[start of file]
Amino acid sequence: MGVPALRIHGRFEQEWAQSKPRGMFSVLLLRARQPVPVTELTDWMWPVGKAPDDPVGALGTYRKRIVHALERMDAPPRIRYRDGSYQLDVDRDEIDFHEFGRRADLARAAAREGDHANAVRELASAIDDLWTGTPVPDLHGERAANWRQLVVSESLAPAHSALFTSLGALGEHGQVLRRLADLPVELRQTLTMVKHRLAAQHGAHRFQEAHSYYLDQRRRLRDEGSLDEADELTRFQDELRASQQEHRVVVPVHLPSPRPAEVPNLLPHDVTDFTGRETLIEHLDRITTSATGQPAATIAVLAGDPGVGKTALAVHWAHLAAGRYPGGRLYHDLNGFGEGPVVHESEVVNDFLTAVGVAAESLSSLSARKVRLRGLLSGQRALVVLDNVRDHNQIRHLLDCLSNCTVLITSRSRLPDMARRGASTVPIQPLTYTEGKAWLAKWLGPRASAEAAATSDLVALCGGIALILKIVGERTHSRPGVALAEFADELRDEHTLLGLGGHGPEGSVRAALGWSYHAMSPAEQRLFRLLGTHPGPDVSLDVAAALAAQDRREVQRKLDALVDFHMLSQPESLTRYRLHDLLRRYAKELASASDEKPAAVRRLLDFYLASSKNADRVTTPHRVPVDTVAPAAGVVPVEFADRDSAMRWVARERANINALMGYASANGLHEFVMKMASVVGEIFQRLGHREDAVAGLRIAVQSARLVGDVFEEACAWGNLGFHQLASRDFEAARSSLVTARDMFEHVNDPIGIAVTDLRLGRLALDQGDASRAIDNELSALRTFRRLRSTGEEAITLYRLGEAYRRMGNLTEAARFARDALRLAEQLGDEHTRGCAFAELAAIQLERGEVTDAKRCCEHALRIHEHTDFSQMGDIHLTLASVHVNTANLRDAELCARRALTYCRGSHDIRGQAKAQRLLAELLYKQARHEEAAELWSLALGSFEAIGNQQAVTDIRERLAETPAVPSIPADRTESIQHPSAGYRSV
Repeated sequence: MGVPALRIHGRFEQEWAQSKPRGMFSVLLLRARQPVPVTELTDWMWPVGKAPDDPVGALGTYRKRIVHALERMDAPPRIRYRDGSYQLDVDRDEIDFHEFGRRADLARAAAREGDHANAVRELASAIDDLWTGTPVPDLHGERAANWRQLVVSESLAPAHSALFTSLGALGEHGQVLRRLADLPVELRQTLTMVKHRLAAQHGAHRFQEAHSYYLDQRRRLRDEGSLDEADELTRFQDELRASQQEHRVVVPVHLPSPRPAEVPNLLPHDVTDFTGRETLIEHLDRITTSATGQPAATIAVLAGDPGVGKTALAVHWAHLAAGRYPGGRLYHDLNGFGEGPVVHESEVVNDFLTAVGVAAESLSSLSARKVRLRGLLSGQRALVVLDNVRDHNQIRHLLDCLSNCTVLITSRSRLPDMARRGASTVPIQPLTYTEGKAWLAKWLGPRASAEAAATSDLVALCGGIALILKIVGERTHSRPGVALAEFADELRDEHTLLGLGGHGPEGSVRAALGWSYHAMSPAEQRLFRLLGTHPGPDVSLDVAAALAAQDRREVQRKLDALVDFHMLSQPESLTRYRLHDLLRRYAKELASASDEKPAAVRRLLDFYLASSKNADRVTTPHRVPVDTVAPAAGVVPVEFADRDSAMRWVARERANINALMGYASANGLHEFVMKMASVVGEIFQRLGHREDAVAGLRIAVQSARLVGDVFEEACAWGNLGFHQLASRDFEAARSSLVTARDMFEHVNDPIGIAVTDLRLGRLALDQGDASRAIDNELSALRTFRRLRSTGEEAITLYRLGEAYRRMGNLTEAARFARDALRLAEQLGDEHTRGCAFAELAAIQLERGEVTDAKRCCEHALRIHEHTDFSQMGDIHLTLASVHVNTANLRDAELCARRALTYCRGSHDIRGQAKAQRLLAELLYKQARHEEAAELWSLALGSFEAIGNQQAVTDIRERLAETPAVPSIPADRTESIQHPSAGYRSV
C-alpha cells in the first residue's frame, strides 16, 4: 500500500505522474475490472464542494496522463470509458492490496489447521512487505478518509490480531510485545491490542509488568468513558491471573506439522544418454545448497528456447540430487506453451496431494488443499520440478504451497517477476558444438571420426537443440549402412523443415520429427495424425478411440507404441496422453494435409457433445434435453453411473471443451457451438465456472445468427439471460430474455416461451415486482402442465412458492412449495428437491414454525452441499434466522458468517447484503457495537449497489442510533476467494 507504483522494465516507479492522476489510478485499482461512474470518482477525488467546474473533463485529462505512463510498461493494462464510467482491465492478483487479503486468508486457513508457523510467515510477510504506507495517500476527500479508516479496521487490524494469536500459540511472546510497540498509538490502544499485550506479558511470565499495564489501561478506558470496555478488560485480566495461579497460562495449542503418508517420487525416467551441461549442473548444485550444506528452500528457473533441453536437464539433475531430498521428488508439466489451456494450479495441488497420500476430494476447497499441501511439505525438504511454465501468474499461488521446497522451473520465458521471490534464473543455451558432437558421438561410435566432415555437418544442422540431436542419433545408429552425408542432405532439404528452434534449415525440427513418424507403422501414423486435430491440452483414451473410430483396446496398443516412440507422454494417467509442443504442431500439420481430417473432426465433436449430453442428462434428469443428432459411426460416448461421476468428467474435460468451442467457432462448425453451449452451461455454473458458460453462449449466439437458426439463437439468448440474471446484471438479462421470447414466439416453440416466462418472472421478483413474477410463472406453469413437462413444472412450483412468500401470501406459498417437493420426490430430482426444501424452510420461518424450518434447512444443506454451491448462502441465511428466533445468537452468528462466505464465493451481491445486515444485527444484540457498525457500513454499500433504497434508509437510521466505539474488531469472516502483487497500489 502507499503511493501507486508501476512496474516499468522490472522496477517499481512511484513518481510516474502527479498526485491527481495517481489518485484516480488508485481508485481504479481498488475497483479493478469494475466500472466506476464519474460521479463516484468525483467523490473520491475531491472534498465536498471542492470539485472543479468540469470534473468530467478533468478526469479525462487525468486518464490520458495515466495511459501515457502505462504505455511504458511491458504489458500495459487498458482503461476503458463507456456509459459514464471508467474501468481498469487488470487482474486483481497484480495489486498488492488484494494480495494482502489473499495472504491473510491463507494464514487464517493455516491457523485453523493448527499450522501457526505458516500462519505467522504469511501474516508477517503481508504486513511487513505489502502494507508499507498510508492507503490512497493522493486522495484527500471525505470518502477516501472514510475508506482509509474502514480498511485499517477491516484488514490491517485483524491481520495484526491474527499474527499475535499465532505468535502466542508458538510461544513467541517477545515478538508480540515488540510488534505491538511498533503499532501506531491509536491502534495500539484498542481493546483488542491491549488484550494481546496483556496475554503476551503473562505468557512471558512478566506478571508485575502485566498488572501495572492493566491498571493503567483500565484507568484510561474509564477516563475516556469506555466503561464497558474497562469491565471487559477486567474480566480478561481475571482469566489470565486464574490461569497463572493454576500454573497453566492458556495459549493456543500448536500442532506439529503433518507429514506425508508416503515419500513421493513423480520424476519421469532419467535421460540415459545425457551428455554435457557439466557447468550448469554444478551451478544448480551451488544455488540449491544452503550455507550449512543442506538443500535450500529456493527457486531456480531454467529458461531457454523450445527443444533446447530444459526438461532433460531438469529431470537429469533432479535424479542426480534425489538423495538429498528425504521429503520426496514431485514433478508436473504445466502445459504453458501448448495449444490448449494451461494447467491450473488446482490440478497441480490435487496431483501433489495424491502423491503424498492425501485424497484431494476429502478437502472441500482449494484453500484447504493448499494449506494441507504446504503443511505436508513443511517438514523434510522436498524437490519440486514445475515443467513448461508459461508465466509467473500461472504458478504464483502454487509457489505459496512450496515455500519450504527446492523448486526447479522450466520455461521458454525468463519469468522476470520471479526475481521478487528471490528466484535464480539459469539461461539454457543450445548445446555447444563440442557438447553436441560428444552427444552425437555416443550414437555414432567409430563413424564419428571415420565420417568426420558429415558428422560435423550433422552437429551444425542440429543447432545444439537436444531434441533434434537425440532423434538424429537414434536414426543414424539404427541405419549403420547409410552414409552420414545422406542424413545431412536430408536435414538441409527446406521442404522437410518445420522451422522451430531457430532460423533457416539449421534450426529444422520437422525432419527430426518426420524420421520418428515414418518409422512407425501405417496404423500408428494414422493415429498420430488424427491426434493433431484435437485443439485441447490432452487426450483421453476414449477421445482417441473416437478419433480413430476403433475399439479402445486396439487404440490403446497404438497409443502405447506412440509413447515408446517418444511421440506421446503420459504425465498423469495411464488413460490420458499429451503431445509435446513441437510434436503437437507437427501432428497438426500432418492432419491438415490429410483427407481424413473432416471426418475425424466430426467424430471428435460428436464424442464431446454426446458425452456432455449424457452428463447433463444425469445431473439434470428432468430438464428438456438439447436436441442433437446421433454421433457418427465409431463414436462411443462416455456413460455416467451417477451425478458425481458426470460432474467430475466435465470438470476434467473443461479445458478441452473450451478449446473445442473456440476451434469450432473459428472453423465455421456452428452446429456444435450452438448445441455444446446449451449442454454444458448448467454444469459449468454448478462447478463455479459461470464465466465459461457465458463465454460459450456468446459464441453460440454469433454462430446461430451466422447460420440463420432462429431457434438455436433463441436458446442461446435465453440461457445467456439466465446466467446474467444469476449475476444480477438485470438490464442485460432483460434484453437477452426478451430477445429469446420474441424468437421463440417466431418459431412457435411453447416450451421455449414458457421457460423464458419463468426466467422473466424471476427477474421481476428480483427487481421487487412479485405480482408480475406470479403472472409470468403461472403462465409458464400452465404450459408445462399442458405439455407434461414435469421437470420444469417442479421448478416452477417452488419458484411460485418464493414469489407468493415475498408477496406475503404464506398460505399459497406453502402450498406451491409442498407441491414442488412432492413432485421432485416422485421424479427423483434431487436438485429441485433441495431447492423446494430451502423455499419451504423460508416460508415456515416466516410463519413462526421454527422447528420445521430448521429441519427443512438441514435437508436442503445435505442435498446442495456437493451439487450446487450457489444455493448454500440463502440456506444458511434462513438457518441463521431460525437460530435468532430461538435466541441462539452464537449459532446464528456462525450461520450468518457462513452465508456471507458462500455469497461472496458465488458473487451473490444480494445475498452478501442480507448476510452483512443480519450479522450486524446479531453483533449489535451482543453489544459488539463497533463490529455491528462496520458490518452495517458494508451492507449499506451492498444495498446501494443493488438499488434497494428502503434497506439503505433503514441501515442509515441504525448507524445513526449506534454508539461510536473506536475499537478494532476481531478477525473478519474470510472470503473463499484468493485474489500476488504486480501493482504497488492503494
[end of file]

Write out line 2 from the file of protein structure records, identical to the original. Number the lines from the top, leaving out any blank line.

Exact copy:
Repeated sequence: MGVPALRIHGRFEQEWAQSKPRGMFSVLLLRARQPVPVTELTDWMWPVGKAPDDPVGALGTYRKRIVHALERMDAPPRIRYRDGSYQLDVDRDEIDFHEFGRRADLARAAAREGDHANAVRELASAIDDLWTGTPVPDLHGERAANWRQLVVSESLAPAHSALFTSLGALGEHGQVLRRLADLPVELRQTLTMVKHRLAAQHGAHRFQEAHSYYLDQRRRLRDEGSLDEADELTRFQDELRASQQEHRVVVPVHLPSPRPAEVPNLLPHDVTDFTGRETLIEHLDRITTSATGQPAATIAVLAGDPGVGKTALAVHWAHLAAGRYPGGRLYHDLNGFGEGPVVHESEVVNDFLTAVGVAAESLSSLSARKVRLRGLLSGQRALVVLDNVRDHNQIRHLLDCLSNCTVLITSRSRLPDMARRGASTVPIQPLTYTEGKAWLAKWLGPRASAEAAATSDLVALCGGIALILKIVGERTHSRPGVALAEFADELRDEHTLLGLGGHGPEGSVRAALGWSYHAMSPAEQRLFRLLGTHPGPDVSLDVAAALAAQDRREVQRKLDALVDFHMLSQPESLTRYRLHDLLRRYAKELASASDEKPAAVRRLLDFYLASSKNADRVTTPHRVPVDTVAPAAGVVPVEFADRDSAMRWVARERANINALMGYASANGLHEFVMKMASVVGEIFQRLGHREDAVAGLRIAVQSARLVGDVFEEACAWGNLGFHQLASRDFEAARSSLVTARDMFEHVNDPIGIAVTDLRLGRLALDQGDASRAIDNELSALRTFRRLRSTGEEAITLYRLGEAYRRMGNLTEAARFARDALRLAEQLGDEHTRGCAFAELAAIQLERGEVTDAKRCCEHALRIHEHTDFSQMGDIHLTLASVHVNTANLRDAELCARRALTYCRGSHDIRGQAKAQRLLAELLYKQARHEEAAELWSLALGSFEAIGNQQAVTDIRERLAETPAVPSIPADRTESIQHPSAGYRSV